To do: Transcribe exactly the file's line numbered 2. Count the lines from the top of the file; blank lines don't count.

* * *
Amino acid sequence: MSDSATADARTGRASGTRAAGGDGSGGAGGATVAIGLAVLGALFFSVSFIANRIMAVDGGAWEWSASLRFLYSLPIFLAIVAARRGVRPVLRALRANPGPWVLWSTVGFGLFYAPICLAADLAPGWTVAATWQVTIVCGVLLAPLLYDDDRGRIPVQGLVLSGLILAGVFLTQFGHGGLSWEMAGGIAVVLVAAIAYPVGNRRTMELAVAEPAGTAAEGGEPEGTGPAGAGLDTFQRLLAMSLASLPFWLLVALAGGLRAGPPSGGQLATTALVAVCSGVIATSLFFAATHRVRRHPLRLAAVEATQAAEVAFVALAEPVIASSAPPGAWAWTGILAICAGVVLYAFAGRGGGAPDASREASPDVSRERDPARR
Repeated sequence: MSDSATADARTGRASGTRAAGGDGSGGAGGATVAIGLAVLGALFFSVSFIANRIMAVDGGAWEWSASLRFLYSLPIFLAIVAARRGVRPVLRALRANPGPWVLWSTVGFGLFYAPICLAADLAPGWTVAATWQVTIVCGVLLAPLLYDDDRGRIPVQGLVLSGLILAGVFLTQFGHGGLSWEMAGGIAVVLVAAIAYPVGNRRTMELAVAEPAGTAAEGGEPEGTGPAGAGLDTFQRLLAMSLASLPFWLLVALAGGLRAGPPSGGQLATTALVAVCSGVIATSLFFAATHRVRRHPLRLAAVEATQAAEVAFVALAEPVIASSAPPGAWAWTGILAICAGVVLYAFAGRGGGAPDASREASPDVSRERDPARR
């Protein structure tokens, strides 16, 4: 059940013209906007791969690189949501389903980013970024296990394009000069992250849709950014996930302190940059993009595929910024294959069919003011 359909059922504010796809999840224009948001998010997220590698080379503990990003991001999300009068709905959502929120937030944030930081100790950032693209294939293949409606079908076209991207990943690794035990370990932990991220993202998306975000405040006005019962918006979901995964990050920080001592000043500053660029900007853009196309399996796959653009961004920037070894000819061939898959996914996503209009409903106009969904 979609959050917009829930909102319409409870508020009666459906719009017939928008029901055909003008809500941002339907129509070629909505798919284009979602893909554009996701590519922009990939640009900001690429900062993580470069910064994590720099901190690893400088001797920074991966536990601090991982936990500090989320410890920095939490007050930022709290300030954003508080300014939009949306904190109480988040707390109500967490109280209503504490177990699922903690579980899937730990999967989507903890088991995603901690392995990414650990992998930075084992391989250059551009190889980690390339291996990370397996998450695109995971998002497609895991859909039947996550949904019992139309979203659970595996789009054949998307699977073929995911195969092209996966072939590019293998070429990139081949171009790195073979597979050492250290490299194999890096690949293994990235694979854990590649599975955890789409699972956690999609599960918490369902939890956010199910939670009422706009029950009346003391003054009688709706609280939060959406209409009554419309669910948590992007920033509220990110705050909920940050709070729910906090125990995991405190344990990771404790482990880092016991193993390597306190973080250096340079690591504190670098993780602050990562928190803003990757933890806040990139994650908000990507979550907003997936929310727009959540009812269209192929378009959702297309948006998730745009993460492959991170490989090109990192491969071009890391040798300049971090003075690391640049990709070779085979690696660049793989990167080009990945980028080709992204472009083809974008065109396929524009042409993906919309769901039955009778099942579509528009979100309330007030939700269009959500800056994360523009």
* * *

Repeated sequence: MSDSATADARTGRASGTRAAGGDGSGGAGGATVAIGLAVLGALFFSVSFIANRIMAVDGGAWEWSASLRFLYSLPIFLAIVAARRGVRPVLRALRANPGPWVLWSTVGFGLFYAPICLAADLAPGWTVAATWQVTIVCGVLLAPLLYDDDRGRIPVQGLVLSGLILAGVFLTQFGHGGLSWEMAGGIAVVLVAAIAYPVGNRRTMELAVAEPAGTAAEGGEPEGTGPAGAGLDTFQRLLAMSLASLPFWLLVALAGGLRAGPPSGGQLATTALVAVCSGVIATSLFFAATHRVRRHPLRLAAVEATQAAEVAFVALAEPVIASSAPPGAWAWTGILAICAGVVLYAFAGRGGGAPDASREASPDVSRERDPARR